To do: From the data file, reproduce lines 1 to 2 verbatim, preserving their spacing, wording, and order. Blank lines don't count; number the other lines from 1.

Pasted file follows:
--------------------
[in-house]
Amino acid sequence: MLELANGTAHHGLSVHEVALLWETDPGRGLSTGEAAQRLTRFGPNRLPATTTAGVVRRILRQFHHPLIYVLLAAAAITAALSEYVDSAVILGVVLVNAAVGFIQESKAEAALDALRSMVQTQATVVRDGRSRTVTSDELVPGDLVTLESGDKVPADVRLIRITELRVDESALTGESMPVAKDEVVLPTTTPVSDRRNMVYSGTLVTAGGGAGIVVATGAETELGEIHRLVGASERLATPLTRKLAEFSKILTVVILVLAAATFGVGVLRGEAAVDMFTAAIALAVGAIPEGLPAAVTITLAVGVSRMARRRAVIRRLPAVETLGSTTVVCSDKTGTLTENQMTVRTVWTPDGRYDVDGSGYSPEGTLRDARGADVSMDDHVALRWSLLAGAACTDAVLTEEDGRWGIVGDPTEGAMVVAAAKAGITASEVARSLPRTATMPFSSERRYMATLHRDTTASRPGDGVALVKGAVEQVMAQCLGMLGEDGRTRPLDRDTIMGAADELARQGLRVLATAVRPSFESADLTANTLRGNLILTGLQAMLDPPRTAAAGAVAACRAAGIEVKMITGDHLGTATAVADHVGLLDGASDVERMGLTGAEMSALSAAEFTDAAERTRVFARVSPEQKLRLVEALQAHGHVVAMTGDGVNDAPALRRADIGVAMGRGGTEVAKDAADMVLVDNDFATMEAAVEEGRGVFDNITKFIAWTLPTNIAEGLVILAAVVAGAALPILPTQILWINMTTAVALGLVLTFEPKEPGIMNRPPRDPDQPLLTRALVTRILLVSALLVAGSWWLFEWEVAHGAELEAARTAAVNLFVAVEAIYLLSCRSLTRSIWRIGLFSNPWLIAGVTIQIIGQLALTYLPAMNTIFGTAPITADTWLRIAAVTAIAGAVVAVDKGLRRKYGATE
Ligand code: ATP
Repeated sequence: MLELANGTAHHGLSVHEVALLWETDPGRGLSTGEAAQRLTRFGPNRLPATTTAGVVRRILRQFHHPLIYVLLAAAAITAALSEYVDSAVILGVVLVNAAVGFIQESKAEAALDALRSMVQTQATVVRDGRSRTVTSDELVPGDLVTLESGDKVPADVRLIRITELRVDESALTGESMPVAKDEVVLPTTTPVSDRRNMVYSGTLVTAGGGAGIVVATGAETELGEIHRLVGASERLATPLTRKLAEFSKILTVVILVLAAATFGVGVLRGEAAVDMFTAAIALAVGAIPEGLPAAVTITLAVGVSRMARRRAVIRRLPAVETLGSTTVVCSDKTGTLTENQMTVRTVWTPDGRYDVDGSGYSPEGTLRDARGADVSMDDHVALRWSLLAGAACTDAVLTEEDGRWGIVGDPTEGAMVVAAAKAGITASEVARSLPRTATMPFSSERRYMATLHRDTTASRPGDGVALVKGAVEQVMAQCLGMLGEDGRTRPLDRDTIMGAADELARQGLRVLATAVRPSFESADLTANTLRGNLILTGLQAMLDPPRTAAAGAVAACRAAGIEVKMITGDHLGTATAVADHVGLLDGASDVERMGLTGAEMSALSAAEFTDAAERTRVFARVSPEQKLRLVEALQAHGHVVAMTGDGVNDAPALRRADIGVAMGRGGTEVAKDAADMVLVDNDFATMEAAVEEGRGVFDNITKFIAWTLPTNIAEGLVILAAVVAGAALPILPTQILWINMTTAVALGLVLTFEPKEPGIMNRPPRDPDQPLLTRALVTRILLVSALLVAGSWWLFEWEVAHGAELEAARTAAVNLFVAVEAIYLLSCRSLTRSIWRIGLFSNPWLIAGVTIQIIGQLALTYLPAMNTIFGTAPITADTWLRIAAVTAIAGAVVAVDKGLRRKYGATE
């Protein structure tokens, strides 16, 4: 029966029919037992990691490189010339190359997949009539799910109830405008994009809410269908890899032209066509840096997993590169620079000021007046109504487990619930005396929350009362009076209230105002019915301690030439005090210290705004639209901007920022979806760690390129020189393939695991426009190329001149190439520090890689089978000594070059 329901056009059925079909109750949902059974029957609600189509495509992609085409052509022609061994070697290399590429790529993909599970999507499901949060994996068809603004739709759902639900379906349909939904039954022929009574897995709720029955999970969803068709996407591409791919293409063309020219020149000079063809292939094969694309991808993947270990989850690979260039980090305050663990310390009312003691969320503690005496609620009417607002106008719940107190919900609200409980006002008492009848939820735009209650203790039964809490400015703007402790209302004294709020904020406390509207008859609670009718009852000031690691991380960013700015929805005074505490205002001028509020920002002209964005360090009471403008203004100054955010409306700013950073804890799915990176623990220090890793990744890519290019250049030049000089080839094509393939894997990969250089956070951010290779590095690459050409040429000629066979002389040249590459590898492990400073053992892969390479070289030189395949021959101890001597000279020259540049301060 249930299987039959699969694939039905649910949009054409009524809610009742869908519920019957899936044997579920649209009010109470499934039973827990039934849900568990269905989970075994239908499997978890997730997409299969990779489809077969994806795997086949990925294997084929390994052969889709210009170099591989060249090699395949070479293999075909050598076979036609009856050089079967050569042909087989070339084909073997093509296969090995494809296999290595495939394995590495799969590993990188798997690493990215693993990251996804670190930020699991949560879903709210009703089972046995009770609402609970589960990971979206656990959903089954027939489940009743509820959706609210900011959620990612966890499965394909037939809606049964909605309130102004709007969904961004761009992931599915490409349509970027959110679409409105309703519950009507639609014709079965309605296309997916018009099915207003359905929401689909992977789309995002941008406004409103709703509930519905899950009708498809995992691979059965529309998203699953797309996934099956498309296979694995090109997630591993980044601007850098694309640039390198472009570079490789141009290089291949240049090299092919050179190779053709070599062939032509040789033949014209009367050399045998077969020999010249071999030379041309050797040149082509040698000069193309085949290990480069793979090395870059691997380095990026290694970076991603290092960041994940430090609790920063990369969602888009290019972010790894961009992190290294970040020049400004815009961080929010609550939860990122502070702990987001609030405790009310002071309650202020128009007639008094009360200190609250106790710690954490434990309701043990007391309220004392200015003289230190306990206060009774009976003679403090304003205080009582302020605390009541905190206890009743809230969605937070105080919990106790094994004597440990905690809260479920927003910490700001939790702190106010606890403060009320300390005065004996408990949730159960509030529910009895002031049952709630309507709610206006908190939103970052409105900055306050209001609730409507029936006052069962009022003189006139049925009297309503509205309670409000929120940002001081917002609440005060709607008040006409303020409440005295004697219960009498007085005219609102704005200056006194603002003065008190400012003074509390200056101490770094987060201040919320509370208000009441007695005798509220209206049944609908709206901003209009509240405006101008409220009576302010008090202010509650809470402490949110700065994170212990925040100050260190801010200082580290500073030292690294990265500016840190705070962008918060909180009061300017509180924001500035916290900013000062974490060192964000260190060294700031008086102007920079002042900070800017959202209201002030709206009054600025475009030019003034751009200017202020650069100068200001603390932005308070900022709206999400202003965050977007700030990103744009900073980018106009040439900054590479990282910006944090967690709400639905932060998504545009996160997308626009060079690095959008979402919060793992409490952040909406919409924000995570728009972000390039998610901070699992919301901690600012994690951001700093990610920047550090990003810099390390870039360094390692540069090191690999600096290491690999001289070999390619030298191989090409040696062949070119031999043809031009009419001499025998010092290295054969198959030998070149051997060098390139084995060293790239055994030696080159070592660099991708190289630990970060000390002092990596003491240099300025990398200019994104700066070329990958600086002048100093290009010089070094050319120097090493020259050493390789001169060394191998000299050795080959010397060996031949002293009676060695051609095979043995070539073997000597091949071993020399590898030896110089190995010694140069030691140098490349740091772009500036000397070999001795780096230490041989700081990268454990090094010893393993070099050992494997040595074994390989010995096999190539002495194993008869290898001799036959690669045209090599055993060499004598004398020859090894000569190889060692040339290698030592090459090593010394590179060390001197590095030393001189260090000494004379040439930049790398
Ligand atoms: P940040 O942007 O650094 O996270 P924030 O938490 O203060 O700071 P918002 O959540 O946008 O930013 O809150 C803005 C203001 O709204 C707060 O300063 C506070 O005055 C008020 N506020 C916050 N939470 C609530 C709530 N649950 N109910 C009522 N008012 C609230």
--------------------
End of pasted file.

[in-house]
Amino acid sequence: MLELANGTAHHGLSVHEVALLWETDPGRGLSTGEAAQRLTRFGPNRLPATTTAGVVRRILRQFHHPLIYVLLAAAAITAALSEYVDSAVILGVVLVNAAVGFIQESKAEAALDALRSMVQTQATVVRDGRSRTVTSDELVPGDLVTLESGDKVPADVRLIRITELRVDESALTGESMPVAKDEVVLPTTTPVSDRRNMVYSGTLVTAGGGAGIVVATGAETELGEIHRLVGASERLATPLTRKLAEFSKILTVVILVLAAATFGVGVLRGEAAVDMFTAAIALAVGAIPEGLPAAVTITLAVGVSRMARRRAVIRRLPAVETLGSTTVVCSDKTGTLTENQMTVRTVWTPDGRYDVDGSGYSPEGTLRDARGADVSMDDHVALRWSLLAGAACTDAVLTEEDGRWGIVGDPTEGAMVVAAAKAGITASEVARSLPRTATMPFSSERRYMATLHRDTTASRPGDGVALVKGAVEQVMAQCLGMLGEDGRTRPLDRDTIMGAADELARQGLRVLATAVRPSFESADLTANTLRGNLILTGLQAMLDPPRTAAAGAVAACRAAGIEVKMITGDHLGTATAVADHVGLLDGASDVERMGLTGAEMSALSAAEFTDAAERTRVFARVSPEQKLRLVEALQAHGHVVAMTGDGVNDAPALRRADIGVAMGRGGTEVAKDAADMVLVDNDFATMEAAVEEGRGVFDNITKFIAWTLPTNIAEGLVILAAVVAGAALPILPTQILWINMTTAVALGLVLTFEPKEPGIMNRPPRDPDQPLLTRALVTRILLVSALLVAGSWWLFEWEVAHGAELEAARTAAVNLFVAVEAIYLLSCRSLTRSIWRIGLFSNPWLIAGVTIQIIGQLALTYLPAMNTIFGTAPITADTWLRIAAVTAIAGAVVAVDKGLRRKYGATE